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Physicists discover spiral vortex patterns from electron waves

University of Nebraska-Lincoln physicists have made a compelling discovery that graces the Sept. 11 cover of the journal Physical Review Letters.

In their new study, physicists Anthony Starace and Jean Marcel Ngoko Djiokap report an unusual pattern of wave interference produced when an electron is ejected, or ionized, from its orbit around a helium atom.

Like all sub-atomic particles, electrons occupy a realm governed by quantum mechanics. This means that their position, velocity and other properties are probabilistic, existing within a range of possible values. Electrons can also exhibit the behavior of waves that, like ripples in a pond, often gain or lose amplitude as they cross paths.

By firing two time-delayed, ultrashort laser pulses at a helium atom, the researchers found that the distribution of momentum values for these intersecting electron waves can take the form of a two-armed vortex that resembles a spiral galaxy.

Though the spiral had been observed in waves of light, the team’s study is the first to produce the pattern with electrons. In doing so, it also dramatically demonstrates the wave-like property of matter, Starace said.

Starace called the pattern an “excellent diagnostic tool” for characterizing electron-manipulating laser pulses, which occur on such fast time scales that physicists have sought multiple ways to measure their durations and intensities. The team’s pulses lasted just 124 attoseconds, which compares to one second as one second compares to roughly 256 million years.

“You get this pattern, and you have all the time in the world to make measurements of it,” said Starace, a George Holmes University Professor of physics. “You don’t have to do this on the fly.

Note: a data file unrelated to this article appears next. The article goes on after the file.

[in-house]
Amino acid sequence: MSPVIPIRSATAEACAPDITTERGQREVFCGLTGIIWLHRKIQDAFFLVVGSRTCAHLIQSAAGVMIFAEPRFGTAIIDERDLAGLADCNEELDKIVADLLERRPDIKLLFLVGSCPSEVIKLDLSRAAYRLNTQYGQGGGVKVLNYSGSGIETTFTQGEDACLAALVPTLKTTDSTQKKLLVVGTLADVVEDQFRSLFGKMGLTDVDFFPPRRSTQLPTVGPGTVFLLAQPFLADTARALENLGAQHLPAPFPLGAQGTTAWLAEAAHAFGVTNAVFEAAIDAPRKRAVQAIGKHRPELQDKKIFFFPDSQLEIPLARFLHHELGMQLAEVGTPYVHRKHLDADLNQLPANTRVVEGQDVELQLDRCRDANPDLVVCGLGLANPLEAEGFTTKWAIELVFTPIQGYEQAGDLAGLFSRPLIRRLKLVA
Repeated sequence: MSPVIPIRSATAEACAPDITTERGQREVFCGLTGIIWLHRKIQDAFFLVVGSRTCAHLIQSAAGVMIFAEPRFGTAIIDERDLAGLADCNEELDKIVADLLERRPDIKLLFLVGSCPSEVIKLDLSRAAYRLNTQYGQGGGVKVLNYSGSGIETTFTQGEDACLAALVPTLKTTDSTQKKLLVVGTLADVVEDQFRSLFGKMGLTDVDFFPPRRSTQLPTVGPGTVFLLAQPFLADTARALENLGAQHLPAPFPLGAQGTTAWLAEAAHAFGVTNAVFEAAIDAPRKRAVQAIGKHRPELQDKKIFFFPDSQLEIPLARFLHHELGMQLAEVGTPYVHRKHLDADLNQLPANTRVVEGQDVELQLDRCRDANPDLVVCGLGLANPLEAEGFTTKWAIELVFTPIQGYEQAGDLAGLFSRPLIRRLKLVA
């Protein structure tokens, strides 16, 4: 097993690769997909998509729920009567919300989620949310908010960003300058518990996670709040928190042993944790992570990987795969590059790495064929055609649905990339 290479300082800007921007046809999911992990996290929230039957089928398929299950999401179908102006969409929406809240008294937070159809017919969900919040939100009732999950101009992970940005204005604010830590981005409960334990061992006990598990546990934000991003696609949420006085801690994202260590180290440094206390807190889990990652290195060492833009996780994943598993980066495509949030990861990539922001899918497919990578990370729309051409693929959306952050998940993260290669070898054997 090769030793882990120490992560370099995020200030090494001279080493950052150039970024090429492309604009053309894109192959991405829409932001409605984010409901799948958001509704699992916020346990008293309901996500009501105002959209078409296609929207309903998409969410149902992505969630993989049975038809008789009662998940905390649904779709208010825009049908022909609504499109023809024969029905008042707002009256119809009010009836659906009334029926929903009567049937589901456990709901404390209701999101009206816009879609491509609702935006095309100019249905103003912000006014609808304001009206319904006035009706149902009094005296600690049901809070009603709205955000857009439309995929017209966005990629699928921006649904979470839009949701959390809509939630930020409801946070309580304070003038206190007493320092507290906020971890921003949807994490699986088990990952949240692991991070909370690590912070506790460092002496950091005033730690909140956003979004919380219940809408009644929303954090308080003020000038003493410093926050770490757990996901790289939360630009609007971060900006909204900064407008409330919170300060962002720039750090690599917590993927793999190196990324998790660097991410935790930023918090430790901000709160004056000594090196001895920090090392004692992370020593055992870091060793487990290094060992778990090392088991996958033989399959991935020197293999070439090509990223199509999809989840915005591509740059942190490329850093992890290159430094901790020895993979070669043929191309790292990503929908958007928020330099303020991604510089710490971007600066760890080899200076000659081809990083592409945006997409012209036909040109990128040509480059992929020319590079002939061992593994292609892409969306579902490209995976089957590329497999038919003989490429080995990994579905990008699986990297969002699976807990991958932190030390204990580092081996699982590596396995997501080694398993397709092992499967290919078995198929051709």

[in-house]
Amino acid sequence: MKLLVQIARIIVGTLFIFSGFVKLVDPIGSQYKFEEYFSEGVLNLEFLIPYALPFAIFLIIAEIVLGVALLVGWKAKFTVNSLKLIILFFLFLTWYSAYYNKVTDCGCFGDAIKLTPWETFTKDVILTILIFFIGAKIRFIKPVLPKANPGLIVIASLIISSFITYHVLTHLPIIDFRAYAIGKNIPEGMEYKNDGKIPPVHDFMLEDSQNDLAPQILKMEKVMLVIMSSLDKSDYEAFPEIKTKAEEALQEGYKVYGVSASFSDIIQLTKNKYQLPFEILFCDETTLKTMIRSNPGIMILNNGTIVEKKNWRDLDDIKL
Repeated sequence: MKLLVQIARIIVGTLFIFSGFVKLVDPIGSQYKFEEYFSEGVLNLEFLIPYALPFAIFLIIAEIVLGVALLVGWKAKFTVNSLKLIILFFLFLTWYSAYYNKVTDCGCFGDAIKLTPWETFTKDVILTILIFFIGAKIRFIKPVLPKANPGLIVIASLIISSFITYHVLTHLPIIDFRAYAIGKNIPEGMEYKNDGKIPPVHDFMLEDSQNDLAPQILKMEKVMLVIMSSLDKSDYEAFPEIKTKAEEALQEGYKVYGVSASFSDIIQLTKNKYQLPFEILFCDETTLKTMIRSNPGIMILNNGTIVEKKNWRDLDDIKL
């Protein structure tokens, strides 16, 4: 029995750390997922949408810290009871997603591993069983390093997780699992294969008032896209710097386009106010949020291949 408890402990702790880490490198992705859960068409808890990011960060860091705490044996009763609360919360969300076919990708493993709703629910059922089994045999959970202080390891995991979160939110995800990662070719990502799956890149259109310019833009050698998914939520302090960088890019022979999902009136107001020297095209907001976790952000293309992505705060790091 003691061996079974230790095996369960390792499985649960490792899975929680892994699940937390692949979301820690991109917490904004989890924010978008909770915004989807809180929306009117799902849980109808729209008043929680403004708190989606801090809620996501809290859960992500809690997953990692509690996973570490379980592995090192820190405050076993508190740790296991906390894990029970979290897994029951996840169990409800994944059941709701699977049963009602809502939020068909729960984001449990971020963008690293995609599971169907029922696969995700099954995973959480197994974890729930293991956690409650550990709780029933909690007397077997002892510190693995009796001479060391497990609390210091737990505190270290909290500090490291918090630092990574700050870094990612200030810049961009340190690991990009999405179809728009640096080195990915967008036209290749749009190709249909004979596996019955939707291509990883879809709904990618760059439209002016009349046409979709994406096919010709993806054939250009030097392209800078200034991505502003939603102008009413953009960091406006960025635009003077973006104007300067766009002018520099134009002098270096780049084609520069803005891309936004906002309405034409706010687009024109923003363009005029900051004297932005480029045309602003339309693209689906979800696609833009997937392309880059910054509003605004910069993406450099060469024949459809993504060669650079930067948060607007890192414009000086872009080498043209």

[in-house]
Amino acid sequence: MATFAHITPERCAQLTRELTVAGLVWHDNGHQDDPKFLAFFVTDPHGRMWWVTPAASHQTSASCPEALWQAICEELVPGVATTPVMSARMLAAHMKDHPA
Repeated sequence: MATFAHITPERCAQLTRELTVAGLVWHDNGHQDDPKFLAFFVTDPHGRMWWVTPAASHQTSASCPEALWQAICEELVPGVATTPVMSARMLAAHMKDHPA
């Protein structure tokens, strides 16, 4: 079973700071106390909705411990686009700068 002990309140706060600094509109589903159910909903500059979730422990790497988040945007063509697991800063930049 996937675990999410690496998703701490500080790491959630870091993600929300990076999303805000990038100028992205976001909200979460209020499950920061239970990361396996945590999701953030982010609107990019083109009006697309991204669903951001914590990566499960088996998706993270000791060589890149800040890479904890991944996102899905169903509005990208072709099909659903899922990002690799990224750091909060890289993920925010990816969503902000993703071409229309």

“Having a way to know what you’re inputting into an unknown situation is important. If you’re a doctor (examining) a patient, you have to know the properties of (your instruments) so that you can determine a patient’s health. Similarly, we physicists are developing new tools. One has to completely understand those tools before one can put them to use.”

Like all light, laser pulses feature electric fields that normally point in many directions. Polarizing a laser pulse aligns these fields along one direction, while circularly polarizing a pulse aligns and then essentially rotates the fields around an axis.

The team’s first pulse of circularly polarized light rotated in one direction, with the second rotating the opposite way. These orientations dictate whether the resulting spiral pattern appears to swirl left or right, Ngoko Djiokap said. The time delay between the pulses determines the number of arms in the spiral, he said, whereas the duration of the pulses corresponds to the width of the arms.

“If you use (longer) pulses to probe the electrons, you are going to compress the spiral pattern that you want to (analyze),” said Ngoko Djiokap, research assistant professor of physics. “Using attosecond pulses, the pattern is clearly visible.”

Offering their peers new tools, said Starace, should help inform future investigations involving ultrafast laser physics.

“Attosecond science is still a new field,” Starace said. “We’re forging ahead and predicting what kinds of experiments can be done.”

Starace and Ngoko Djiokap authored their study with researchers from the University of Rochester, Aarhus University in Denmark and Voronezh State University in Russia.

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